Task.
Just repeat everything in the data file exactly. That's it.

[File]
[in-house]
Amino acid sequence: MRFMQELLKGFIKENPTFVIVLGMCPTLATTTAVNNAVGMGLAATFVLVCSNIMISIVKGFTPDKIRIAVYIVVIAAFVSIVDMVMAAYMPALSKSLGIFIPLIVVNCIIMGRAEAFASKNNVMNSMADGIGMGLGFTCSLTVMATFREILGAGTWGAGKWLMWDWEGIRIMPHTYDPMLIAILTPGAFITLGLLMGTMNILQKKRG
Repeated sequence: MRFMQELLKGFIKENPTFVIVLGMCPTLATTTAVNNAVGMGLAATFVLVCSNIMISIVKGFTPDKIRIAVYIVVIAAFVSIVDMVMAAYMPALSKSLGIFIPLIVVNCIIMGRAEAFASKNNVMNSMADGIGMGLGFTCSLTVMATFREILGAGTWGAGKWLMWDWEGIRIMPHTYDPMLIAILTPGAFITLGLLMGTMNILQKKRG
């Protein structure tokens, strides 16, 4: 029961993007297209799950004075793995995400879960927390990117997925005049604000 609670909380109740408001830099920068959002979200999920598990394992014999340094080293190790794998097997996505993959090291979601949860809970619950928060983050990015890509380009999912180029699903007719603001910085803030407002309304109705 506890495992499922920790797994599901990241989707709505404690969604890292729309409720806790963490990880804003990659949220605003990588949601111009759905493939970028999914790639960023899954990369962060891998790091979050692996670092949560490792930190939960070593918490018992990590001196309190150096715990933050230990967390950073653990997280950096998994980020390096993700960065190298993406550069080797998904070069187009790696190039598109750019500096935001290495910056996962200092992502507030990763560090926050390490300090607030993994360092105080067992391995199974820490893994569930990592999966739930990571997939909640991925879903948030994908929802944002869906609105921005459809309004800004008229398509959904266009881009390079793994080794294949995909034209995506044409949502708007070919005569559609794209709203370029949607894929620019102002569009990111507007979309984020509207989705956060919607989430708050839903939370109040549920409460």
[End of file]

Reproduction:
[in-house]
Amino acid sequence: MRFMQELLKGFIKENPTFVIVLGMCPTLATTTAVNNAVGMGLAATFVLVCSNIMISIVKGFTPDKIRIAVYIVVIAAFVSIVDMVMAAYMPALSKSLGIFIPLIVVNCIIMGRAEAFASKNNVMNSMADGIGMGLGFTCSLTVMATFREILGAGTWGAGKWLMWDWEGIRIMPHTYDPMLIAILTPGAFITLGLLMGTMNILQKKRG
Repeated sequence: MRFMQELLKGFIKENPTFVIVLGMCPTLATTTAVNNAVGMGLAATFVLVCSNIMISIVKGFTPDKIRIAVYIVVIAAFVSIVDMVMAAYMPALSKSLGIFIPLIVVNCIIMGRAEAFASKNNVMNSMADGIGMGLGFTCSLTVMATFREILGAGTWGAGKWLMWDWEGIRIMPHTYDPMLIAILTPGAFITLGLLMGTMNILQKKRG
């Protein structure tokens, strides 16, 4: 029961993007297209799950004075793995995400879960927390990117997925005049604000 609670909380109740408001830099920068959002979200999920598990394992014999340094080293190790794998097997996505993959090291979601949860809970619950928060983050990015890509380009999912180029699903007719603001910085803030407002309304109705 506890495992499922920790797994599901990241989707709505404690969604890292729309409720806790963490990880804003990659949220605003990588949601111009759905493939970028999914790639960023899954990369962060891998790091979050692996670092949560490792930190939960070593918490018992990590001196309190150096715990933050230990967390950073653990997280950096998994980020390096993700960065190298993406550069080797998904070069187009790696190039598109750019500096935001290495910056996962200092992502507030990763560090926050390490300090607030993994360092105080067992391995199974820490893994569930990592999966739930990571997939909640991925879903948030994908929802944002869906609105921005459809309004800004008229398509959904266009881009390079793994080794294949995909034209995506044409949502708007070919005569559609794209709203370029949607894929620019102002569009990111507007979309984020509207989705956060919607989430708050839903939370109040549920409460």